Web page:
W3C home > Mailing lists > Public > public-web-perf@w3.org > July 2011

Re: [RequestAnimationFrame] Processing model defined

From: Boris Zbarsky <bzbarsky@MIT.EDU>
Date: Thu, 28 Jul 2011 02:13:21 -0400
Message-ID: <4E30FE01.2020903@mit.edu>
To: James Robinson <jamesr@google.com>
CC: public-web-perf@w3.org
On 7/28/11 1:54 AM, James Robinson wrote:
> In WebKit (that is in Chrome, desktop Safari) animations keep going
> regardless of whether the tab is in the foreground or background.  I
> previously mentioned that Mobile Safari on iOS has (or possibly had) a
> different behavior

Ah, ok.  That was the missing piece, thanks.

>     This doesn't seem to be how sites (and jQuery) are using
>     requestAnimationFrame in practice; instead they're looking at what
>     time it is when the requestAnimationFrame callback is called and
>     just not calling requestAnimationFrame again in their callback if
>     that time is far enough in the future.
>
> I can believe that a lot of people do that.  That pattern is fine,
> however

As long as you actually get a callback at some point.  If you never do 
because your're in a background tab, until the user switches to your 
tab, then suddenly you do get a callback and your animation runs, which 
is pretty unexpected.

> It's only when the author does want to do something at the animation's
> termination that this becomes an issue.

I believe jQuery does in fact do things from the animation's 
termination, but I haven't sorted through their code in detail.  It may 
be simpler to just ask them....

> Some people writing buggy code and posting on stackoverflow is not the
> same thing as seeing compat issues causing user unhappiness.

Again, this is the most common way I expect people to use this API, 
since it's the way jQuery exposes.  And jQuery-animated transitions 
handling at some interval are a pretty common effect on the web.

The user-facing effect of the jQuery behavior is that when you switch to 
the background tab suddenly however many animations were buffered up 
(figure one per every few seconds that the user was not looking at the 
tab) all run at once, leading to weird bouncing behavior and a pegged 
CPU for a while.

Now maybe we can get jQuery fixed here somehow.  It's not clear to me 
how, since I'm not quite sure what behavior they're _trying_ to implement.

> No new API will every be used correctly by every single author on the web

Yes, but in this case there's a really _easy_ way to use this API 
"incorrectly".

> There are some real concrete benefits to not firing requestAnimationFrame callbacks at all in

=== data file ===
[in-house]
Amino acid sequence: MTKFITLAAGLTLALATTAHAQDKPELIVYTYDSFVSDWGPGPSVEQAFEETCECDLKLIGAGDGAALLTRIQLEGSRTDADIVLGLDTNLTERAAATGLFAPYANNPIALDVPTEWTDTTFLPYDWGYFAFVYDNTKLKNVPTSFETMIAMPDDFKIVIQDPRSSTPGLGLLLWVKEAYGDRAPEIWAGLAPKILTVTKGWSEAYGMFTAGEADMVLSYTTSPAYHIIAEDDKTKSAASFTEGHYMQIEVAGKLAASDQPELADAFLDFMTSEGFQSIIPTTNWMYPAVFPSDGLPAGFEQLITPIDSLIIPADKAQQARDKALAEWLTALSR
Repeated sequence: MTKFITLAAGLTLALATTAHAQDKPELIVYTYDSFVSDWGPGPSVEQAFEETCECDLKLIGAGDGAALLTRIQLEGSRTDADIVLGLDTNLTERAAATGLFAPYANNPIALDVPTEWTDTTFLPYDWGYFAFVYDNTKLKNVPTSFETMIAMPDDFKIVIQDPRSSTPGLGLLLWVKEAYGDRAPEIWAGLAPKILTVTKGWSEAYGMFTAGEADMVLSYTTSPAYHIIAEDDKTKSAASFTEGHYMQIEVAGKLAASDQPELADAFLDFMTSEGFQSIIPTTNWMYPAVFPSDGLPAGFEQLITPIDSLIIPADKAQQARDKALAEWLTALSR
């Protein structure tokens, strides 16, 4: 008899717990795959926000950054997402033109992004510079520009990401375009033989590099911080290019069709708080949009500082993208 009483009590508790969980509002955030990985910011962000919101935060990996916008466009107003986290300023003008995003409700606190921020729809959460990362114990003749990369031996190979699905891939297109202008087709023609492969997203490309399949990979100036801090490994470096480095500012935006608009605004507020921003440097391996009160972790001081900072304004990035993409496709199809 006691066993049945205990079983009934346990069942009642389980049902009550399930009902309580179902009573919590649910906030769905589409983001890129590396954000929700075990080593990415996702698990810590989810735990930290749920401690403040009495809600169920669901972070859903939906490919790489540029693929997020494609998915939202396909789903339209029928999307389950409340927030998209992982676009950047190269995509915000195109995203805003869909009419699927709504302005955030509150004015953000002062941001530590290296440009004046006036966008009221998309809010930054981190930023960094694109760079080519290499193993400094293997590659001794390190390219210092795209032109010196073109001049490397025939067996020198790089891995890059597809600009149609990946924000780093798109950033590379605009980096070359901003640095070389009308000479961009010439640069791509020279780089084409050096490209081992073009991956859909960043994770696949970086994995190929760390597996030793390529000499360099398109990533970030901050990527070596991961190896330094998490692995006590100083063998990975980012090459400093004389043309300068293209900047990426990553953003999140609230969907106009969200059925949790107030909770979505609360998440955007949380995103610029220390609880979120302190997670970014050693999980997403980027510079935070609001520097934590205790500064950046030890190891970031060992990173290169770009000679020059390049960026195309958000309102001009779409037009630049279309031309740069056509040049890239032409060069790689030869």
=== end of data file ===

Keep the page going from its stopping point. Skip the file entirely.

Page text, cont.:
> background tabs

What are those benefits compared to, say, firing them once a minute? 
And yes, I realize that 0 cpu usage is better than "a very small 
amount", but at once a minute we're talking a _very_ small amount.

> and I'd like to try to realize those, even if there are
> a few bumps along the road.

I wouldn't characterize "jQuery's use of the API is broken by design if 
we do this behavior" as a "bump along the road"....  Either the behavior 
of the API needs to change or jQuery's behavior needs to change.  In my 
opinion.

> It does partially mitigate that particular pattern, however, since the
> page can't enqueue as many requestAnimationFrame callbacks if the
> setInterval() is running at a lower rate.

Well, sure.  But all the code I've seen using this pattern uses an 
interval > 1s anyway, since the idea is to every so often animate 
something on the page and most people don't consider < 1s to be "every 
so often".

> It's a misuse of .animate()

It wasn't until animate() suddenly got changed to use 
requestAnimationFrame.  There was deployed code that was just fine, and 
now it's broken.  That's not OK.

> I don't think we can
> do all that much if a third party library provides an API

Well, we can try to get the third-party library to fix the way it uses 
the APIs we provide, and talk to its authors about how our APIs would be 
easier for them to avoid misusing.

Or put another way, we _do_ want jQuery to build animate() on top of 
requestAnimationFrame and we do _not_ want to break the huge amount of 
deployed content that's using animate() and was perfectly fine with the 
behavior it used to have.  The question is how animate() can implement 
the behavior it used to have on top of requestAnimationFrame.

-Boris
Received on Thursday, 28 July 2011 06:13:49 UTC

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